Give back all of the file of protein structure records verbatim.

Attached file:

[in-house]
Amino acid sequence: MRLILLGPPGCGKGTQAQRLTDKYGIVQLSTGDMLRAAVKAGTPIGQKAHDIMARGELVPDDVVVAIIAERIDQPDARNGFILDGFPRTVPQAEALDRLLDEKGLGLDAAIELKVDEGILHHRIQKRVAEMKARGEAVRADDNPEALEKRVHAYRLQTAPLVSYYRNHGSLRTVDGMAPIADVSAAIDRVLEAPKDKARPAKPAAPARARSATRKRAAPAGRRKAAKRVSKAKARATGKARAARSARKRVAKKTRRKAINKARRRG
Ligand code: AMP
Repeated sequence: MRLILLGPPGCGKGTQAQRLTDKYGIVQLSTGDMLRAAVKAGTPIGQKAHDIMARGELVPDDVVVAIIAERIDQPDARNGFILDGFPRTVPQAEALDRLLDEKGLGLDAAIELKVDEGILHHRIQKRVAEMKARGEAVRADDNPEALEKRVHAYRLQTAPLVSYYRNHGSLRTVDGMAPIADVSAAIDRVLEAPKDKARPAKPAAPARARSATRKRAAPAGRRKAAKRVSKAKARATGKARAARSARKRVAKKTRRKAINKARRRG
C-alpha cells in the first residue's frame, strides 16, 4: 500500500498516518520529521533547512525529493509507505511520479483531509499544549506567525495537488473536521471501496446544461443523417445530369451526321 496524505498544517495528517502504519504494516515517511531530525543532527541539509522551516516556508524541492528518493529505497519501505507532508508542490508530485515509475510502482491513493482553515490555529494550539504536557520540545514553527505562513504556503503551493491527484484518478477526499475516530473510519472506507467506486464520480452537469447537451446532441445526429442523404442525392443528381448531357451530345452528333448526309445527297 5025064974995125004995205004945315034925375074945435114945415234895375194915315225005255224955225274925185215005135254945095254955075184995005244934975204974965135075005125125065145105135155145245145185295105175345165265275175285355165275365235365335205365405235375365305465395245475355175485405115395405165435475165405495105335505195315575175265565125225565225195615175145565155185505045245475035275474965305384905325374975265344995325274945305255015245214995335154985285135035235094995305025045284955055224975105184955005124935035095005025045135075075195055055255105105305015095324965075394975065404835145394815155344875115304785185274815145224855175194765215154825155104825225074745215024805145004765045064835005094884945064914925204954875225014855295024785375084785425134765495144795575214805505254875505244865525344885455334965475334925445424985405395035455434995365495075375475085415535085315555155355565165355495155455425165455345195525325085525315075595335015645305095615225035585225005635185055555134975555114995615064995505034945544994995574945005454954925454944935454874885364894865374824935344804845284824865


[in-house]
Amino acid sequence: MRLILLGPPGCGKGTQAQRLTDKYGIVQLSTGDMLRAAVKAGTPIGQKAHDIMARGELVPDDVVVAIIAERIDQPDARNGFILDGFPRTVPQAEALDRLLDEKGLGLDAAIELKVDEGILHHRIQKRVAEMKARGEAVRADDNPEALEKRVHAYRLQTAPLVSYYRNHGSLRTVDGMAPIADVSAAIDRVLEAPKDKARPAKPAAPARARSATRKRAAPAGRRKAAKRVSKAKARATGKARAARSARKRVAKKTRRKAINKARRRG
Ligand code: AMP
Repeated sequence: MRLILLGPPGCGKGTQAQRLTDKYGIVQLSTGDMLRAAVKAGTPIGQKAHDIMARGELVPDDVVVAIIAERIDQPDARNGFILDGFPRTVPQAEALDRLLDEKGLGLDAAIELKVDEGILHHRIQKRVAEMKARGEAVRADDNPEALEKRVHAYRLQTAPLVSYYRNHGSLRTVDGMAPIADVSAAIDRVLEAPKDKARPAKPAAPARARSATRKRAAPAGRRKAAKRVSKAKARATGKARAARSARKRVAKKTRRKAINKARRRG
C-alpha cells in the first residue's frame, strides 16, 4: 500500500498516518520529521533547512525529493509507505511520479483531509499544549506567525495537488473536521471501496446544461443523417445530369451526321 496524505498544517495528517502504519504494516515517511531530525543532527541539509522551516516556508524541492528518493529505497519501505507532508508542490508530485515509475510502482491513493482553515490555529494550539504536557520540545514553527505562513504556503503551493491527484484518478477526499475516530473510519472506507467506486464520480452537469447537451446532441445526429442523404442525392443528381448531357451530345452528333448526309445527297 5025064974995125004995205004945315034925375074945435114945415234895375194915315225005255224955225274925185215005135254945095254955075184995005244934975204974965135075005125125065145105135155145245145185295105175345165265275175285355165275365235365335205365405235375365305465395245475355175485405115395405165435475165405495105335505195315575175265565125225565225195615175145565155185505045245475035275474965305384905325374975265344995325274945305255015245214995335154985285135035235094995305025045284955055224975105184955005124935035095005025045135075075195055055255105105305015095324965075394975065404835145394815155344875115304785185274815145224855175194765215154825155104825225074745215024805145004765045064835005094884945064914925204954875225014855295024785375084785425134765495144795575214805505254875505244865525344885455334965475334925445424985405395035455434995365495075375475085415535085315555155355565165355495155455425165455345195525325085525315075595335015645305095615225035585225005635185055555134975555114995615064995505034945544994995574945005454954925454944935454874885364894865374824935344804845284824865